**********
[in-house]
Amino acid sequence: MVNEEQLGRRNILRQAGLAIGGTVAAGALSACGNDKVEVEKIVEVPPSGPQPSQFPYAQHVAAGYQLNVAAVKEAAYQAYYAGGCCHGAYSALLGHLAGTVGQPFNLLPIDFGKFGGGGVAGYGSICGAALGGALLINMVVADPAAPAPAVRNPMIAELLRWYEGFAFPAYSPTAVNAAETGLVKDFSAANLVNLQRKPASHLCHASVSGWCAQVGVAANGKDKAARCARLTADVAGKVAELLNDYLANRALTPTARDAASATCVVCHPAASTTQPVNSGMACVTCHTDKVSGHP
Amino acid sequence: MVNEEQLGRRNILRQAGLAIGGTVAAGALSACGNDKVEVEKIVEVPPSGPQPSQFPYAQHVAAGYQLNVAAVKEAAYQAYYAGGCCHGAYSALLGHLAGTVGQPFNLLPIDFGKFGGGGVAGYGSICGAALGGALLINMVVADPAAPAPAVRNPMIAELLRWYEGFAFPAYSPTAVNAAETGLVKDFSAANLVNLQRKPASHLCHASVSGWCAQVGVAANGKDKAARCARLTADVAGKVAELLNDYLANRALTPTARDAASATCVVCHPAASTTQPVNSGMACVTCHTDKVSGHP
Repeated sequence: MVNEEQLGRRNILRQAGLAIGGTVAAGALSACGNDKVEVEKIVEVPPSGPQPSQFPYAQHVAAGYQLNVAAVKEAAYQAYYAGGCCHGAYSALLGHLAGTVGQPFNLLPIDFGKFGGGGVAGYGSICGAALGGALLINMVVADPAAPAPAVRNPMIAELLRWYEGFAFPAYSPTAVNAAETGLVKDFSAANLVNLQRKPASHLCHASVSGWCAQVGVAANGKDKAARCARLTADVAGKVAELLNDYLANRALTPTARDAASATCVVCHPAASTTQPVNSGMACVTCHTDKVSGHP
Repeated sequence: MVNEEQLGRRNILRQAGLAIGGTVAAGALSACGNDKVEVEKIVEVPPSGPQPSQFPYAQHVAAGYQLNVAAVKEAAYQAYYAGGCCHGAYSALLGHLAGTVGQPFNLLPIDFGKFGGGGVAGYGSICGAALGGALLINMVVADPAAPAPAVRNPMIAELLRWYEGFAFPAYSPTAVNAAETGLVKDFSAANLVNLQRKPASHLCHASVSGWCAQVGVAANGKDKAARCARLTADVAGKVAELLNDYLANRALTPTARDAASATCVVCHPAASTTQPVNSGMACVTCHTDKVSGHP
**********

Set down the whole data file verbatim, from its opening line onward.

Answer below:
[in-house]
Amino acid sequence: MVNEEQLGRRNILRQAGLAIGGTVAAGALSACGNDKVEVEKIVEVPPSGPQPSQFPYAQHVAAGYQLNVAAVKEAAYQAYYAGGCCHGAYSALLGHLAGTVGQPFNLLPIDFGKFGGGGVAGYGSICGAALGGALLINMVVADPAAPAPAVRNPMIAELLRWYEGFAFPAYSPTAVNAAETGLVKDFSAANLVNLQRKPASHLCHASVSGWCAQVGVAANGKDKAARCARLTADVAGKVAELLNDYLANRALTPTARDAASATCVVCHPAASTTQPVNSGMACVTCHTDKVSGHP
Amino acid sequence: MVNEEQLGRRNILRQAGLAIGGTVAAGALSACGNDKVEVEKIVEVPPSGPQPSQFPYAQHVAAGYQLNVAAVKEAAYQAYYAGGCCHGAYSALLGHLAGTVGQPFNLLPIDFGKFGGGGVAGYGSICGAALGGALLINMVVADPAAPAPAVRNPMIAELLRWYEGFAFPAYSPTAVNAAETGLVKDFSAANLVNLQRKPASHLCHASVSGWCAQVGVAANGKDKAARCARLTADVAGKVAELLNDYLANRALTPTARDAASATCVVCHPAASTTQPVNSGMACVTCHTDKVSGHP
Repeated sequence: MVNEEQLGRRNILRQAGLAIGGTVAAGALSACGNDKVEVEKIVEVPPSGPQPSQFPYAQHVAAGYQLNVAAVKEAAYQAYYAGGCCHGAYSALLGHLAGTVGQPFNLLPIDFGKFGGGGVAGYGSICGAALGGALLINMVVADPAAPAPAVRNPMIAELLRWYEGFAFPAYSPTAVNAAETGLVKDFSAANLVNLQRKPASHLCHASVSGWCAQVGVAANGKDKAARCARLTADVAGKVAELLNDYLANRALTPTARDAASATCVVCHPAASTTQPVNSGMACVTCHTDKVSGHP
Repeated sequence: MVNEEQLGRRNILRQAGLAIGGTVAAGALSACGNDKVEVEKIVEVPPSGPQPSQFPYAQHVAAGYQLNVAAVKEAAYQAYYAGGCCHGAYSALLGHLAGTVGQPFNLLPIDFGKFGGGGVAGYGSICGAALGGALLINMVVADPAAPAPAVRNPMIAELLRWYEGFAFPAYSPTAVNAAETGLVKDFSAANLVNLQRKPASHLCHASVSGWCAQVGVAANGKDKAARCARLTADVAGKVAELLNDYLANRALTPTARDAASATCVVCHPAASTTQPVNSGMACVTCHTDKVSGHP